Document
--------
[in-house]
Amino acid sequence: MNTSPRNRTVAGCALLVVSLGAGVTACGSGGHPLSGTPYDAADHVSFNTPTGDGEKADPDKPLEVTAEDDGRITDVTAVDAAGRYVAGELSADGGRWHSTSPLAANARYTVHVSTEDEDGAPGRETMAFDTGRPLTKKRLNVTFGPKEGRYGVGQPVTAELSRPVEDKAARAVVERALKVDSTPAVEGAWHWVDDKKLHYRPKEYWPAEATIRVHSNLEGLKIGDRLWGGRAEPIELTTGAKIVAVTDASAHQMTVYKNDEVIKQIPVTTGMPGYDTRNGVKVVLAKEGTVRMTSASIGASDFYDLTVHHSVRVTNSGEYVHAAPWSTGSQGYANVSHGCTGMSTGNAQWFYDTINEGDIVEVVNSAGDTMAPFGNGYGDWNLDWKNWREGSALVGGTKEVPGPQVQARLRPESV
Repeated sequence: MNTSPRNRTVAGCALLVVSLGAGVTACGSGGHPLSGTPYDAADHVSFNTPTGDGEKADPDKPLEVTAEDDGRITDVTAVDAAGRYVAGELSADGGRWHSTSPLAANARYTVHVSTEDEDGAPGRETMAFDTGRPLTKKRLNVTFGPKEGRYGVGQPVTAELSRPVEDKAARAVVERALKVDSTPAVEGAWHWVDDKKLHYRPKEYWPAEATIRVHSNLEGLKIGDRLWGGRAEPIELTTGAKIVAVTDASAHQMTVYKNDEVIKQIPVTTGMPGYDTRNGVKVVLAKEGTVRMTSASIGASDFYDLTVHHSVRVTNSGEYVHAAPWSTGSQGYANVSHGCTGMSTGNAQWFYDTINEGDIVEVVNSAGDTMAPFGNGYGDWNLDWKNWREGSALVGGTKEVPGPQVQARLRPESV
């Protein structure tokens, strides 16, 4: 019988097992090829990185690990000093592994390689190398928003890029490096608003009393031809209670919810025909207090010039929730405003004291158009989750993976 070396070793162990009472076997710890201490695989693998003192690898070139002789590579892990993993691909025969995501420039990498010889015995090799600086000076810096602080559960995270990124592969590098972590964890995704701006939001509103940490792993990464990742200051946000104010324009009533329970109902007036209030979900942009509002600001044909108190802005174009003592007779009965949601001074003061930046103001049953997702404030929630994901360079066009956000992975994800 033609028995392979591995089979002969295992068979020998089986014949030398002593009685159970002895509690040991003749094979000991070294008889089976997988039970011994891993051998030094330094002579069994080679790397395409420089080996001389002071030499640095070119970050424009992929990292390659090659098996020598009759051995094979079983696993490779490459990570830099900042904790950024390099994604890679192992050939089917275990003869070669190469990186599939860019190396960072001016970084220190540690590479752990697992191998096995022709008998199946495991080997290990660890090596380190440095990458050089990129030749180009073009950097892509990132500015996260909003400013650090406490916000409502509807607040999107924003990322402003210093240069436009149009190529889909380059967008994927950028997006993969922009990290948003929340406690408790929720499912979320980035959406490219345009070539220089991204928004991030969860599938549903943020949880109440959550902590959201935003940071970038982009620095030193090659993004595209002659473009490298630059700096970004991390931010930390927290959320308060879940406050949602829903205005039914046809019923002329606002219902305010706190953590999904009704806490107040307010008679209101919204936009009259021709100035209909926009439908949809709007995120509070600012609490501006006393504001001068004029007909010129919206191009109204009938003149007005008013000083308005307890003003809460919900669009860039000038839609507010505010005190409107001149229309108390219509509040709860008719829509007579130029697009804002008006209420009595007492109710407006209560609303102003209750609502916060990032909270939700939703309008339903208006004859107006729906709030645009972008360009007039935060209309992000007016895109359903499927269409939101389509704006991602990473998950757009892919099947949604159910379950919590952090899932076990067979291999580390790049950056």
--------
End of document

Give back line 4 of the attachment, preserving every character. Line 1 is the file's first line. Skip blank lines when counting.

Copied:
């Protein structure tokens, strides 16, 4: 019988097992090829990185690990000093592994390689190398928003890029490096608003009393031809209670919810025909207090010039929730405003004291158009989750993976 070396070793162990009472076997710890201490695989693998003192690898070139002789590579892990993993691909025969995501420039990498010889015995090799600086000076810096602080559960995270990124592969590098972590964890995704701006939001509103940490792993990464990742200051946000104010324009009533329970109902007036209030979900942009509002600001044909108190802005174009003592007779009965949601001074003061930046103001049953997702404030929630994901360079066009956000992975994800 033609028995392979591995089979002969295992068979020998089986014949030398002593009685159970002895509690040991003749094979000991070294008889089976997988039970011994891993051998030094330094002579069994080679790397395409420089080996001389002071030499640095070119970050424009992929990292390659090659098996020598009759051995094979079983696993490779490459990570830099900042904790950024390099994604890679192992050939089917275990003869070669190469990186599939860019190396960072001016970084220190540690590479752990697992191998096995022709008998199946495991080997290990660890090596380190440095990458050089990129030749180009073009950097892509990132500015996260909003400013650090406490916000409502509807607040999107924003990322402003210093240069436009149009190529889909380059967008994927950028997006993969922009990290948003929340406690408790929720499912979320980035959406490219345009070539220089991204928004991030969860599938549903943020949880109440959550902590959201935003940071970038982009620095030193090659993004595209002659473009490298630059700096970004991390931010930390927290959320308060879940406050949602829903205005039914046809019923002329606002219902305010706190953590999904009704806490107040307010008679209101919204936009009259021709100035209909926009439908949809709007995120509070600012609490501006006393504001001068004029007909010129919206191009109204009938003149007005008013000083308005307890003003809460919900669009860039000038839609507010505010005190409107001149229309108390219509509040709860008719829509007579130029697009804002008006209420009595007492109710407006209560609303102003209750609502916060990032909270939700939703309008339903208006004859107006729906709030645009972008360009007039935060209309992000007016895109359903499927269409939101389509704006991602990473998950757009892919099947949604159910379950919590952090899932076990067979291999580390790049950056």